Categories: Questionable Gateway Ancestors.
Savage states, in volume 4 of First Settlers of New England, that Whalley, Theophilus, Kingstown, R. I. came from Virg. with w. Eliz. a. 1676, had Joan, Ann, Theodosia, Eliz. Martha, Lydia, and Samuel; but it thot. that if not more, the eldest two were b. in Virg. Great uncertainty attaches to almost every thing he said or did, as is found oft. in regard to those wh. emig. from a dist. country, and liv. to gr. age. Potter says he knew Hebrew, Greek, &c. and d. a. 1719 or 20, aged a. 104. It would have been strange, if more than one myth had not sprung out of his grave. My first exercise of caution would be to examine the means of reducing his yrs. by 20 or near, for his only s. it is said, d. a. 1728, and it is quite improb. that when he was b. the f. was much beyond 70. Beside that his w. d. 8 or 10 yrs. bef. her h. Dr. Stiles in the exuberance of conject. that the requisite to sustain his credulity, supposes he may have been one of the regicides. But we kn. the names of all wh. acted in that tragedy, as well as of those wh. were nominat. and declin. to act. or withdrew, as did sev. aft. participat. some hours in the mockery of trial, bef. its end, among all of wh. is not that of Theophilus Whaley. One of those misguid. men would have resort. to any other part of the world. sooner than to Virg.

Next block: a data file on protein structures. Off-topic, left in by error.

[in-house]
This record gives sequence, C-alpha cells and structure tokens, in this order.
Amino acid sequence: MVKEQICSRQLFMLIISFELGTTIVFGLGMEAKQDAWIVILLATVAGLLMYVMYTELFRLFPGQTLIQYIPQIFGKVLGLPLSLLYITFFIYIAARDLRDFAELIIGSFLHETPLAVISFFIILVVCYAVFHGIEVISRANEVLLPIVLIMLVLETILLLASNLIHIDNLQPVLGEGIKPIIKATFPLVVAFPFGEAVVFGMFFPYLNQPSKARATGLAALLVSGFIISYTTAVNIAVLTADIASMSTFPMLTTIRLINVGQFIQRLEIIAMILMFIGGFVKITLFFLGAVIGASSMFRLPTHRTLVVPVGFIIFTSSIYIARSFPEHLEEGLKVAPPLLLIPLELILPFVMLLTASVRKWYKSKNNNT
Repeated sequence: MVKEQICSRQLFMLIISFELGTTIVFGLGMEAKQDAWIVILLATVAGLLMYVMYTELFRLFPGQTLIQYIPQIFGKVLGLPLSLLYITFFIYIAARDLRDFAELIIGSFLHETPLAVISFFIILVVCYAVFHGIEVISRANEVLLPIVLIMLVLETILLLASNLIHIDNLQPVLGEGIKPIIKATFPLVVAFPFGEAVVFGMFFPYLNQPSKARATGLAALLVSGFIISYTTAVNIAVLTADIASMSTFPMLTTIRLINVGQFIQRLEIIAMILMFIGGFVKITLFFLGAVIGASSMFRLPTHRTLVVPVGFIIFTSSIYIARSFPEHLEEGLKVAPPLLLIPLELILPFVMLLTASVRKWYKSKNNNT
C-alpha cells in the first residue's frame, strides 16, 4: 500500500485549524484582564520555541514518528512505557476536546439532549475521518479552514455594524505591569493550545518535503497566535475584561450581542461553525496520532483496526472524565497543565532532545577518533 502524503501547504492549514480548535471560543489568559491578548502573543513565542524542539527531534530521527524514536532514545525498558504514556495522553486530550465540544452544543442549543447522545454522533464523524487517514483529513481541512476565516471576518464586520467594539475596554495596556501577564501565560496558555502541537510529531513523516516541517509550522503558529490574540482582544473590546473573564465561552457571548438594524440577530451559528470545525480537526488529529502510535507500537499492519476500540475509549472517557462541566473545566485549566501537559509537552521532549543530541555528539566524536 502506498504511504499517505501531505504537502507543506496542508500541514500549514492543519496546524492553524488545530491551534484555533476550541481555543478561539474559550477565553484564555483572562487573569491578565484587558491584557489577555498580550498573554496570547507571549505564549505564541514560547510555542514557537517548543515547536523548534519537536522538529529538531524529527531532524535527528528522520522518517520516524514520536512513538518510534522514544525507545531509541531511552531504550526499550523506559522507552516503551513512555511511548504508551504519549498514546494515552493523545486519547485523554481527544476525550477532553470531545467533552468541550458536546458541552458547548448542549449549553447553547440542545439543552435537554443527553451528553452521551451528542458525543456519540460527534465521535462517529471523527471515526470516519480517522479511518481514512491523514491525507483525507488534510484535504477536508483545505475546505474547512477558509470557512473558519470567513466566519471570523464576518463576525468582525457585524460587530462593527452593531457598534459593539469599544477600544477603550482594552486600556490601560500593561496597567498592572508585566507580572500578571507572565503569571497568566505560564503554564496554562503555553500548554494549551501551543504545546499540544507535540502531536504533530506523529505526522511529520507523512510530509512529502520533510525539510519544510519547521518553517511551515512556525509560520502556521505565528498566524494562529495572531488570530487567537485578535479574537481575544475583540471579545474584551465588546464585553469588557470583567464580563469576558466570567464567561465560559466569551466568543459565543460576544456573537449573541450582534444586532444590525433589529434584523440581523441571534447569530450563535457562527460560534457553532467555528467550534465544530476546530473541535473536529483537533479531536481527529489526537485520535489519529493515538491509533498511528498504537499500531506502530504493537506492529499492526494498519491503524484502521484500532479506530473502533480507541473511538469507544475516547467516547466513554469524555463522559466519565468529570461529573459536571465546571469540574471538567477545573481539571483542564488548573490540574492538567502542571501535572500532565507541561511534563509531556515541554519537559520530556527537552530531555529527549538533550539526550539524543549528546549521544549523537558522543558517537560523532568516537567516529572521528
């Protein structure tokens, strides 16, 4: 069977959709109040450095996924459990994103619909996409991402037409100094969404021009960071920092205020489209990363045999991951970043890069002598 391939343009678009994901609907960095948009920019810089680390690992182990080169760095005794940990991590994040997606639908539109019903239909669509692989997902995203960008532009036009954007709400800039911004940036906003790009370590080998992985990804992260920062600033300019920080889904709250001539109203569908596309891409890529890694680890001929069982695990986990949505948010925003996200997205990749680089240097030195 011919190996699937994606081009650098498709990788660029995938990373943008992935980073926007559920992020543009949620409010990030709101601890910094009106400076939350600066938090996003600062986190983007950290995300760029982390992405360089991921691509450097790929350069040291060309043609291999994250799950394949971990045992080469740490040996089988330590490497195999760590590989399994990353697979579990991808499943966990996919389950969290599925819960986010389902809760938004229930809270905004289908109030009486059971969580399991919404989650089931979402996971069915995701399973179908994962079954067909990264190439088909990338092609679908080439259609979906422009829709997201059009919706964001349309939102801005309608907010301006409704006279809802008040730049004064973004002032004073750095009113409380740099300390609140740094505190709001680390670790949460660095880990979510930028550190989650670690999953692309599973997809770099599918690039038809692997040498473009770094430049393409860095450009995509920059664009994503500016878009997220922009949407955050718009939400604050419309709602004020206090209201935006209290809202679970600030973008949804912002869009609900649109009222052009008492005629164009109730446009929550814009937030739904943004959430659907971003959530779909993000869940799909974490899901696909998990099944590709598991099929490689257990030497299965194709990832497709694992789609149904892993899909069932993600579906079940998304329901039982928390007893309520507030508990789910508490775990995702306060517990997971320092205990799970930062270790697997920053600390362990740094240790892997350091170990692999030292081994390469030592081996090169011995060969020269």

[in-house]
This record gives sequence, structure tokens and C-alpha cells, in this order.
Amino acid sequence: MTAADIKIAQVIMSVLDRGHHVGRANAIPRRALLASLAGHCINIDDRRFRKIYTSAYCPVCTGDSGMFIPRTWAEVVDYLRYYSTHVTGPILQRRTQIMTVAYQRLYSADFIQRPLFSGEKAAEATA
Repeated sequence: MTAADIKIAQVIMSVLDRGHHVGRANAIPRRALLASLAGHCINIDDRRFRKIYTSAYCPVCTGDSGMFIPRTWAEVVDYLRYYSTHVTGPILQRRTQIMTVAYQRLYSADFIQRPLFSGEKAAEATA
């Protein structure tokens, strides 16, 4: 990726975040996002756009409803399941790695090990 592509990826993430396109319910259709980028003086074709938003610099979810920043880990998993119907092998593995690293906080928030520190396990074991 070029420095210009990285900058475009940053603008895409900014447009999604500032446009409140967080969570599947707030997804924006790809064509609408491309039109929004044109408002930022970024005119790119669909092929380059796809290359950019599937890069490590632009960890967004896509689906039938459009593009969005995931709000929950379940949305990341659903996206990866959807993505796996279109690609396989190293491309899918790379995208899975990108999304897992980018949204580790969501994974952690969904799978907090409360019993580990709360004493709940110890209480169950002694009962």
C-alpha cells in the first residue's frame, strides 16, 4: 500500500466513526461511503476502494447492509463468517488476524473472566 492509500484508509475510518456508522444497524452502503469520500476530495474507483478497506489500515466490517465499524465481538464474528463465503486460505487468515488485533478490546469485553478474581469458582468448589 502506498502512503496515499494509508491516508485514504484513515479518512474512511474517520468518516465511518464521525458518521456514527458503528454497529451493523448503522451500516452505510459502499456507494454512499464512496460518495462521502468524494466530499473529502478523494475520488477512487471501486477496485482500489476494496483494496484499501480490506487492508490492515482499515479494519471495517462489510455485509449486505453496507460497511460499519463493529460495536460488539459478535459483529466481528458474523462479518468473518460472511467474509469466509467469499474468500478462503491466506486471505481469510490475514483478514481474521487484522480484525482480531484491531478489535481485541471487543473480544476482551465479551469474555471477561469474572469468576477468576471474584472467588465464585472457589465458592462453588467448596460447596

Theophilus Whalley/Whaley came to Rhode Island from Rappahannock County, Virginia, where he sold his plantation in 1665. He was university-educated and born of wealthy parents, waited upon hand and foot by servants until the age of 18, by his own reported testimony. He was in Virginia before he was 21, and served there as a military officer. He returned to England to serve in the Parliamentary army under Oliver Cromwell, who may have been a close relative. If his real identity has been deduced correctly (see below), his regiment took part in the execution of Charles I in 1649, and its commander, an officer named Hacker, was later executed. Some sources suggest that Theophilus was actually Robert Whalley - brother of Edward Whalley, one of the two regicide judges who fled England and were concealed for some time in - among other places - Hadley, Massachusetts. If this is true, "Theophilus" was an assumed name, designed to cover his past after the ascension of Charles II to the throne in 1660.